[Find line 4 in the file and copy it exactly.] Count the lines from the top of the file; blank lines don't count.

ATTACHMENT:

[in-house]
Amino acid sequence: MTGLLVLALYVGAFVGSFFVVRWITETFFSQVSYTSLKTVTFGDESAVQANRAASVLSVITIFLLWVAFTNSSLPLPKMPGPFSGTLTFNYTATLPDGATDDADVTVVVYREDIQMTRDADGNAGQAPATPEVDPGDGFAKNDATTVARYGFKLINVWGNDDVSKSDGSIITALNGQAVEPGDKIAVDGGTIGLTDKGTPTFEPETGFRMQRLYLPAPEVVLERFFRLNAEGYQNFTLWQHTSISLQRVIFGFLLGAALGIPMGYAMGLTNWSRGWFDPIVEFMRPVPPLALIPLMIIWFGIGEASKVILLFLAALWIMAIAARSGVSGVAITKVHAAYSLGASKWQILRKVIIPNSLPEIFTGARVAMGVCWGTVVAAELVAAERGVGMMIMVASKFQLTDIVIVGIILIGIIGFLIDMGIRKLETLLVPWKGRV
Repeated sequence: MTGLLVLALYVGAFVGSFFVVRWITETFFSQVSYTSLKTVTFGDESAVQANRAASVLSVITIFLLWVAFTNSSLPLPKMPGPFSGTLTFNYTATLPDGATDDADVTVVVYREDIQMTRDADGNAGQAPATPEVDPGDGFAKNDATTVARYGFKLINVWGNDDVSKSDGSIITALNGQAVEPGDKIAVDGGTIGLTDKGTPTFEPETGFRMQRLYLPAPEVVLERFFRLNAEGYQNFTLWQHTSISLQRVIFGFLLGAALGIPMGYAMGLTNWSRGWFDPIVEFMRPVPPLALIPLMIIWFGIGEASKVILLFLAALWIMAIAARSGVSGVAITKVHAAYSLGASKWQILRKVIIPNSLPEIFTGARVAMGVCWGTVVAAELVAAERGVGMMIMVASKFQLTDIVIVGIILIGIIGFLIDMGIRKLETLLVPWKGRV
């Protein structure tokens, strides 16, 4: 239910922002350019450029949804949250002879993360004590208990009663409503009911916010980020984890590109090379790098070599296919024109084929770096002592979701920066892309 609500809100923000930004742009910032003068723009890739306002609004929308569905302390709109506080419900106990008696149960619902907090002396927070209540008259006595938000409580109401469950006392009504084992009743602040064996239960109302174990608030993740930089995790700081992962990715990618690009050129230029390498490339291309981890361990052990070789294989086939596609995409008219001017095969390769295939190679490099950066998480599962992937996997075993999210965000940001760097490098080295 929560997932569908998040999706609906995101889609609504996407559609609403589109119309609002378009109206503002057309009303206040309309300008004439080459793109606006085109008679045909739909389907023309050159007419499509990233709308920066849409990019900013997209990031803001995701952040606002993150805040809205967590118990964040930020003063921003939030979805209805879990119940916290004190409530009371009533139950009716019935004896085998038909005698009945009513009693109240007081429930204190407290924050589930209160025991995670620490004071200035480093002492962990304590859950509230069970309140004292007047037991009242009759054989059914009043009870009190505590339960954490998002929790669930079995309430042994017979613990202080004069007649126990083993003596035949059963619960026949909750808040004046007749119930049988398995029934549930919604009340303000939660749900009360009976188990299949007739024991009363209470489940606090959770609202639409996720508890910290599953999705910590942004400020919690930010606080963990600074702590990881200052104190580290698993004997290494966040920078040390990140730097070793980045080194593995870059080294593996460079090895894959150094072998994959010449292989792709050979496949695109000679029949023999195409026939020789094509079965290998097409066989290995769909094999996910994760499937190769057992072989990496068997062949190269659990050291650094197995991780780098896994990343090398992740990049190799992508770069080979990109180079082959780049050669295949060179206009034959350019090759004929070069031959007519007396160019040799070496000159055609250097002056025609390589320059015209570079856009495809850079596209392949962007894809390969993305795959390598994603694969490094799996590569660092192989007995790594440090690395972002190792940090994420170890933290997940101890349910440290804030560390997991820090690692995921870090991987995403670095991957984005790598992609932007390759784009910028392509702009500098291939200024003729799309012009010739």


């Protein structure tokens, strides 16, 4: 239910922002350019450029949804949250002879993360004590208990009663409503009911916010980020984890590109090379790098070599296919024109084929770096002592979701920066892309 609500809100923000930004742009910032003068723009890739306002609004929308569905302390709109506080419900106990008696149960619902907090002396927070209540008259006595938000409580109401469950006392009504084992009743602040064996239960109302174990608030993740930089995790700081992962990715990618690009050129230029390498490339291309981890361990052990070789294989086939596609995409008219001017095969390769295939190679490099950066998480599962992937996997075993999210965000940001760097490098080295 929560997932569908998040999706609906995101889609609504996407559609609403589109119309609002378009109206503002057309009303206040309309300008004439080459793109606006085109008679045909739909389907023309050159007419499509990233709308920066849409990019900013997209990031803001995701952040606002993150805040809205967590118990964040930020003063921003939030979805209805879990119940916290004190409530009371009533139950009716019935004896085998038909005698009945009513009693109240007081429930204190407290924050589930209160025991995670620490004071200035480093002492962990304590859950509230069970309140004292007047037991009242009759054989059914009043009870009190505590339960954490998002929790669930079995309430042994017979613990202080004069007649126990083993003596035949059963619960026949909750808040004046007749119930049988398995029934549930919604009340303000939660749900009360009976188990299949007739024991009363209470489940606090959770609202639409996720508890910290599953999705910590942004400020919690930010606080963990600074702590990881200052104190580290698993004997290494966040920078040390990140730097070793980045080194593995870059080294593996460079090895894959150094072998994959010449292989792709050979496949695109000679029949023999195409026939020789094509079965290998097409066989290995769909094999996910994760499937190769057992072989990496068997062949190269659990050291650094197995991780780098896994990343090398992740990049190799992508770069080979990109180079082959780049050669295949060179206009034959350019090759004929070069031959007519007396160019040799070496000159055609250097002056025609390589320059015209570079856009495809850079596209392949962007894809390969993305795959390598994603694969490094799996590569660092192989007995790594440090690395972002190792940090994420170890933290997940101890349910440290804030560390997991820090690692995921870090991987995403670095991957984005790598992609932007390759784009910028392509702009500098291939200024003729799309012009010739």